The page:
This week for date night I decided some music and fine dining might be a good course of action. Especially after suggesting that the monster trucks might be good for our last date night. I had heard from a neighbour that the Maroochy Surf Club was taking the lead and promoting live local musicians every Thursday night – with no cover charge. I seemed to have a plan. Let’s face it, you really can’t go past Surf Club food, it’s always good, plentiful and very reasonably priced. Though I do admit that I love to see local talent get a helping hand. I’ve always been a supporter of local performers, and now my local Maroochy Surf Club was offering us the chance to have a great meal and listen to some live music at the same time. Bonus points coming up.
After heading to the website to see who might be playing I found myself on the club’s history page and it was a really interesting read. On 1st January 1916, under a tent provided by the Salvation Army at Cotton Tree, the Maroochydore Branch of the Royal Life Saving Society was formed. The formation was in response to the past constant loss of life. Maroochy Heads, or Cotton Tree as it’s probably better known, would attract around 2,000 campers every Christmas and Easter break. Lifesaving Squads from Bli Bli and Maroochydore first patrolled the beach the very next day on the 2nd January. And five rescues were performed on that day.
Maroochydore Surf Life Saving Club joined the Surf Life Saving Association in January 1931, at the very height of its success in patrolling and in Royal competition. Maroochydore SLSC was crowned Champion Club at the inaugural Queensland Surf Life Saving Championships at Coolangatta in January 1932.
Today Maroochydore is ranked among the most respected and recognised Surf Clubs both nationally and internationally, having won the World Club Title in 2000 and 2002. The Club has accrued 38 World Surf Life Saving Championships, 29 World Champions, and 177 Australian Championships Gold Medalists. Maroochydore’s motto after almost 100 years remains: “Loyalty, Guts and Glory”.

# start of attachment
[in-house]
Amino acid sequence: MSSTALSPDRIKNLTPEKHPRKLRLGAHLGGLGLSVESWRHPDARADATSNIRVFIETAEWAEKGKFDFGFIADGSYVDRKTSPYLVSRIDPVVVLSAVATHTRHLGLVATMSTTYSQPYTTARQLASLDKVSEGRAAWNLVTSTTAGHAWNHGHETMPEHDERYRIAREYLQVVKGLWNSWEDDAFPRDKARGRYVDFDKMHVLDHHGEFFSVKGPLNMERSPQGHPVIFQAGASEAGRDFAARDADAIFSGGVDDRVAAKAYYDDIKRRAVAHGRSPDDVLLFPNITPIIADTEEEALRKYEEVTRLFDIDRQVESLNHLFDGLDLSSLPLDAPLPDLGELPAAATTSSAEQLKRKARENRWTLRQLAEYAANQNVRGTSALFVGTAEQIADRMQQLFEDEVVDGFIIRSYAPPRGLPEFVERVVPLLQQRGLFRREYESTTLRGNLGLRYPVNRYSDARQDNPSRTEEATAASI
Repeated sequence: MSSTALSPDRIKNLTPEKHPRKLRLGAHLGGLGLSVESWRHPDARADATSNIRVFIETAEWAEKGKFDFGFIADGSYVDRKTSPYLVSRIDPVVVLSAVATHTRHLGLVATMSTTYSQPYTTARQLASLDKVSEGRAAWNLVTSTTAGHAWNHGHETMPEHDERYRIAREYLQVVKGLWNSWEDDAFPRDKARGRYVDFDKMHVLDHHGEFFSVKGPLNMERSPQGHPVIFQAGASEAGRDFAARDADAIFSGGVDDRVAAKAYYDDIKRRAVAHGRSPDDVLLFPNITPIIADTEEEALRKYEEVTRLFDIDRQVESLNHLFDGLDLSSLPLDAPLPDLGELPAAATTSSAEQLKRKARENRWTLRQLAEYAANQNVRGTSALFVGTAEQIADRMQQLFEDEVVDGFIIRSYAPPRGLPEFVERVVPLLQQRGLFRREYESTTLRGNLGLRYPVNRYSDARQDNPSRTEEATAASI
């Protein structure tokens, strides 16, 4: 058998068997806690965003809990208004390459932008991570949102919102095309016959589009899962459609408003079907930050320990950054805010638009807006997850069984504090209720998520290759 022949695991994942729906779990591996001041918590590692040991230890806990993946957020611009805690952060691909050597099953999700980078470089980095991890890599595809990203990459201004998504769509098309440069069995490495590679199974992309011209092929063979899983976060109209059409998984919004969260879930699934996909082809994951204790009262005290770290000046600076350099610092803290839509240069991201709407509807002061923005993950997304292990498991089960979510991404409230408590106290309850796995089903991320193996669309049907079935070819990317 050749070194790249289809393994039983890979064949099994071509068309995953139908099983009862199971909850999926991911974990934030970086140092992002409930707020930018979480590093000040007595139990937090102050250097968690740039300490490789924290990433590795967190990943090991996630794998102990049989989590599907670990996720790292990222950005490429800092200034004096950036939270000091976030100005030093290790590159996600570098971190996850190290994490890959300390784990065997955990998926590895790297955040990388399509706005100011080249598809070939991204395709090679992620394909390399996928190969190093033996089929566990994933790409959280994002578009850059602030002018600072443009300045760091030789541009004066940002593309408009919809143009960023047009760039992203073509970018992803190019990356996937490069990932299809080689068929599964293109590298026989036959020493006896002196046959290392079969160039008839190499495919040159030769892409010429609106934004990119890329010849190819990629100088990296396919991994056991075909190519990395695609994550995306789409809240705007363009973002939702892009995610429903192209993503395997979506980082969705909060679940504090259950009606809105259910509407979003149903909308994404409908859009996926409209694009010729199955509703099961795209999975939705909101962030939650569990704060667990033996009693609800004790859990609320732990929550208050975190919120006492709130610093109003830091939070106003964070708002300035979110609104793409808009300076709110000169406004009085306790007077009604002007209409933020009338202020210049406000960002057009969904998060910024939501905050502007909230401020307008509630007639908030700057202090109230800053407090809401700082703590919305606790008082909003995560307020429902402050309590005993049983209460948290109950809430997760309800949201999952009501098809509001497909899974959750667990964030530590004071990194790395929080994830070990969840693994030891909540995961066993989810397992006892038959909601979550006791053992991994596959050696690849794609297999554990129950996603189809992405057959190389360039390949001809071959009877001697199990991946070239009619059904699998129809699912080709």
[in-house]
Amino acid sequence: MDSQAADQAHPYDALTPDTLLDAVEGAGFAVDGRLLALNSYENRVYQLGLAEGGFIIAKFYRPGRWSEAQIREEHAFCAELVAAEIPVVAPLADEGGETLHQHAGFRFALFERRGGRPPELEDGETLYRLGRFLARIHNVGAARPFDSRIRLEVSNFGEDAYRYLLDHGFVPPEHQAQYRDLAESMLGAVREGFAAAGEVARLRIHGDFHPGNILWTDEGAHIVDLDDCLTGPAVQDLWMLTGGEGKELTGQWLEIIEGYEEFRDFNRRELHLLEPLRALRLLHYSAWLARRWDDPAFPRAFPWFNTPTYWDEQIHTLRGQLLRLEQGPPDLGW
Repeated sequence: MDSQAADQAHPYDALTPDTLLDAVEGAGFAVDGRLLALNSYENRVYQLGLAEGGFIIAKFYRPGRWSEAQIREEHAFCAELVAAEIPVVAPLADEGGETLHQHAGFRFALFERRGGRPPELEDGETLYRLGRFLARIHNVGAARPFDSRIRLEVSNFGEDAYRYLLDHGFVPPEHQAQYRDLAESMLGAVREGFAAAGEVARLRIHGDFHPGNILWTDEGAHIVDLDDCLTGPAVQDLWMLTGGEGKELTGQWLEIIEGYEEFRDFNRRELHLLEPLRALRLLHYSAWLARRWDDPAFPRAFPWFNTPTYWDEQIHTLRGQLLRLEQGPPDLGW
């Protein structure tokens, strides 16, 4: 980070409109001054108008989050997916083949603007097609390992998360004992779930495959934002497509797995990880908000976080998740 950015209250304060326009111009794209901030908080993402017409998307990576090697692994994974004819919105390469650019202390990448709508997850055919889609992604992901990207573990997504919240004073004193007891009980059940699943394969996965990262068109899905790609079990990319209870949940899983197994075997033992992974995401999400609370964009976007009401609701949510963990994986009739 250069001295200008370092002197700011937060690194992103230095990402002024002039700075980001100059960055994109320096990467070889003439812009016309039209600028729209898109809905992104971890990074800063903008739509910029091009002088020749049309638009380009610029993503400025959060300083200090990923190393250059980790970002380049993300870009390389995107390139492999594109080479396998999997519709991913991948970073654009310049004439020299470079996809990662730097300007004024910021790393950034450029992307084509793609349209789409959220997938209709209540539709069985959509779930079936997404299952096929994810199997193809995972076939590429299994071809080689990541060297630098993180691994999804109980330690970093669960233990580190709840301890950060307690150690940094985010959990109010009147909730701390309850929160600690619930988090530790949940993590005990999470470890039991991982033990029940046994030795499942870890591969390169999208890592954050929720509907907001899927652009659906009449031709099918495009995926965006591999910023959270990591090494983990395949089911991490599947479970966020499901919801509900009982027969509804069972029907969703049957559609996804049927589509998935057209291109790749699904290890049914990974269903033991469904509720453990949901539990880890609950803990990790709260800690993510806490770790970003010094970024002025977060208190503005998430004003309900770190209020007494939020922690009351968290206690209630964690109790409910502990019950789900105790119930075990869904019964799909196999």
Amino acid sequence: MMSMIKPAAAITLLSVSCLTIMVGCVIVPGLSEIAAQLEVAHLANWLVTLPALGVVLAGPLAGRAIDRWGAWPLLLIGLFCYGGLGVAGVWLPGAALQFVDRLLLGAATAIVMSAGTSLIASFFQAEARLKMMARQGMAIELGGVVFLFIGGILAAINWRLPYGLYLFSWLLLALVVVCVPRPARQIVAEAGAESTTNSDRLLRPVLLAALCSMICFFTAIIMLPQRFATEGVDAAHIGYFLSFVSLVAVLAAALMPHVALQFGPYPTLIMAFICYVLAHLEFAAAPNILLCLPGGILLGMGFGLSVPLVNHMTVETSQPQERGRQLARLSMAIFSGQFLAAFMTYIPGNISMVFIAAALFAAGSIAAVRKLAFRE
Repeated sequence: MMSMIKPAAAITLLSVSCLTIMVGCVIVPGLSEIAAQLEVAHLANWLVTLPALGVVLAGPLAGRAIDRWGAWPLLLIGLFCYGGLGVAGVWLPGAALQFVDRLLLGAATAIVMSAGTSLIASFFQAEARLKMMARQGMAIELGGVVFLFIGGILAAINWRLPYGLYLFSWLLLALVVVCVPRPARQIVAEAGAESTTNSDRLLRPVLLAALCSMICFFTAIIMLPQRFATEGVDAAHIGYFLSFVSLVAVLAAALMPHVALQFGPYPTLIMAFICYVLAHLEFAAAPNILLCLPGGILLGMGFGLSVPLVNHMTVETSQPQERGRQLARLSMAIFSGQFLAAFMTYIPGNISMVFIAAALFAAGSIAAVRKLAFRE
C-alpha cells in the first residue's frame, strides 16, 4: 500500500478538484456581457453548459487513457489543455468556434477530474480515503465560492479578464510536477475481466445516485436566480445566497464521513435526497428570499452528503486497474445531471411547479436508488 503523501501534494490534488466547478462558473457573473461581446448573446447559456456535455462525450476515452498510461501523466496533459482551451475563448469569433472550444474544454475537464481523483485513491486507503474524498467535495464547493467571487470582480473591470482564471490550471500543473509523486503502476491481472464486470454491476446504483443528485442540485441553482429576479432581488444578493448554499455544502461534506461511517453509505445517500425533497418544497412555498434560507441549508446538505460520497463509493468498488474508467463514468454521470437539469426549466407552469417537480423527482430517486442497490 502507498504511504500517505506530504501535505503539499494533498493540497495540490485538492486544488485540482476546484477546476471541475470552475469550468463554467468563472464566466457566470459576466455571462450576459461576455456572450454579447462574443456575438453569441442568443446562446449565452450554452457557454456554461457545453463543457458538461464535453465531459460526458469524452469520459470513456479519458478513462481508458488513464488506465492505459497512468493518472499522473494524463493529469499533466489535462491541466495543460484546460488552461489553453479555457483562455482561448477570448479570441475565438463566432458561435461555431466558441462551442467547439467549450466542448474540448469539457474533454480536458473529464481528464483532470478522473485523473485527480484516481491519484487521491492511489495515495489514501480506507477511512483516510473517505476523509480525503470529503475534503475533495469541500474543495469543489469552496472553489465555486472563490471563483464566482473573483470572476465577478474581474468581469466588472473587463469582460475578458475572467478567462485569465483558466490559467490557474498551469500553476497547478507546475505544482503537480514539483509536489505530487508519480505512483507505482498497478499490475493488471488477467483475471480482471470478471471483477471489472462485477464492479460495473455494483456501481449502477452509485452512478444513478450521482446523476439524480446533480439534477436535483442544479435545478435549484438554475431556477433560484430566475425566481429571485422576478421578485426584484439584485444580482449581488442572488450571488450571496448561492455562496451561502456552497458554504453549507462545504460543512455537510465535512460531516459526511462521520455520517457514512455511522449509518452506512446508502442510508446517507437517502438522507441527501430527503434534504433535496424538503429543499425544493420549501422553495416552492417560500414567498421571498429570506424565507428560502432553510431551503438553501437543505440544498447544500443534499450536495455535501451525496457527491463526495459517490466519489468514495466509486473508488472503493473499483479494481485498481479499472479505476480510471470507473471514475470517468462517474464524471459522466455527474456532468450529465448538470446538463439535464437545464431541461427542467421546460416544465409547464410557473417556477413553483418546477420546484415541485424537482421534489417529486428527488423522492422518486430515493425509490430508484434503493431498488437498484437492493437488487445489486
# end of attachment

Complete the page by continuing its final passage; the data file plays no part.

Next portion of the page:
Sorry here comes my soapbox piece. The service that surf lifesavers provide is incredibly important. Without their sacrifice and vigilance, a lazy afternoon at the beach would be infinitely more dangerous. These heroes aren’t getting the funding they need from the government, so supporting your clubs is crucial to their continued work.
Successful patrolling of our beaches is accomplished by volunteer lifesavers having specific, relevant and up to date training and education. Lifesavers apply their knowledge and skills to provide the beach-going public with prevention, promotion as well as protection. The training and education area provides introductory, standard and higher level training in the use of lifesaving equipment and advanced emergency care resources that enhances the lifesavers ability to provide support to the community, while maintaining and developing their own skills.
The trainers and assessors are lifesavers who have identified the importance of a well-trained organisation and further dedicate their time to provide ongoing access to training and education of new and existing members. Many of the courses delivered are nationally accredited to, which provides opportunities for the knowledge and skills gained through lifesaving to be used for gaining or maintaining employment outside of the lifesaving movement.
Back to date night, it was fantastic. We had beautiful, hearty meal and a little more wine than was probably necessary. I capped off the night dancing hand in hand with the love of my life. You don’t need to go clubbing to have a dance, or go to a fancy restaurant for a meal on a date night. Sometimes simple and well priced is all you need, add a great atmosphere with friendly staff a bit of fresh sea air and you’ve got the makings of a fantastic night to look back on every time. For more information visit the website Maroochy Surf Club.